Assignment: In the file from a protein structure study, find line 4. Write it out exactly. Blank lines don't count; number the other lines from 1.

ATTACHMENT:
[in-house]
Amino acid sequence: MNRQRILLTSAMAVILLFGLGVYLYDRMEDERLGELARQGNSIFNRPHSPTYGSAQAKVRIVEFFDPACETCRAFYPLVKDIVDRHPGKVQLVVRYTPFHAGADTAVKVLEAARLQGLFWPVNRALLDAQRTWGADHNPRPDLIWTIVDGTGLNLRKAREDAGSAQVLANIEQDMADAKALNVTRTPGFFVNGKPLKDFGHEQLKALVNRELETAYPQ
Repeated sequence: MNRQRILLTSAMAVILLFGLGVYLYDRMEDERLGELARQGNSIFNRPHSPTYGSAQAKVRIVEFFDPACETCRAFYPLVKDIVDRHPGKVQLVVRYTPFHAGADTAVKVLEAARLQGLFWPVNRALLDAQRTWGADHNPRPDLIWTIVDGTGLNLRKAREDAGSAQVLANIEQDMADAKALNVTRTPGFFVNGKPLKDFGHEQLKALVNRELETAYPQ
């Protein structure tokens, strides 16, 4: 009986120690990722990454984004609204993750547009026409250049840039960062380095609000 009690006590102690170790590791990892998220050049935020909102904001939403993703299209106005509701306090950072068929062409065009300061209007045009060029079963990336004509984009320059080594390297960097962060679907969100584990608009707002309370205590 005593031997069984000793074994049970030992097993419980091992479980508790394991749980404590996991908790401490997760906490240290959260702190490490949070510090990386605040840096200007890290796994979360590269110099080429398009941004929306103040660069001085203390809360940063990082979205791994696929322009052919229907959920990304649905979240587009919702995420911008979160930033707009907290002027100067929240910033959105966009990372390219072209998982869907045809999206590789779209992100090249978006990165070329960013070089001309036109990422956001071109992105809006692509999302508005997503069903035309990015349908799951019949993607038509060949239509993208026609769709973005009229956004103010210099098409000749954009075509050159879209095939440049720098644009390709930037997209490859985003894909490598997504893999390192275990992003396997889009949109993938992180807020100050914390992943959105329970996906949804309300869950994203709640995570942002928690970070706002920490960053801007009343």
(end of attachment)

């Protein structure tokens, strides 16, 4: 009986120690990722990454984004609204993750547009026409250049840039960062380095609000 009690006590102690170790590791990892998220050049935020909102904001939403993703299209106005509701306090950072068929062409065009300061209007045009060029079963990336004509984009320059080594390297960097962060679907969100584990608009707002309370205590 005593031997069984000793074994049970030992097993419980091992479980508790394991749980404590996991908790401490997760906490240290959260702190490490949070510090990386605040840096200007890290796994979360590269110099080429398009941004929306103040660069001085203390809360940063990082979205791994696929322009052919229907959920990304649905979240587009919702995420911008979160930033707009907290002027100067929240910033959105966009990372390219072209998982869907045809999206590789779209992100090249978006990165070329960013070089001309036109990422956001071109992105809006692509999302508005997503069903035309990015349908799951019949993607038509060949239509993208026609769709973005009229956004103010210099098409000749954009075509050159879209095939440049720098644009390709930037997209490859985003894909490598997504893999390192275990992003396997889009949109993938992180807020100050914390992943959105329970996906949804309300869950994203709640995570942002928690970070706002920490960053801007009343």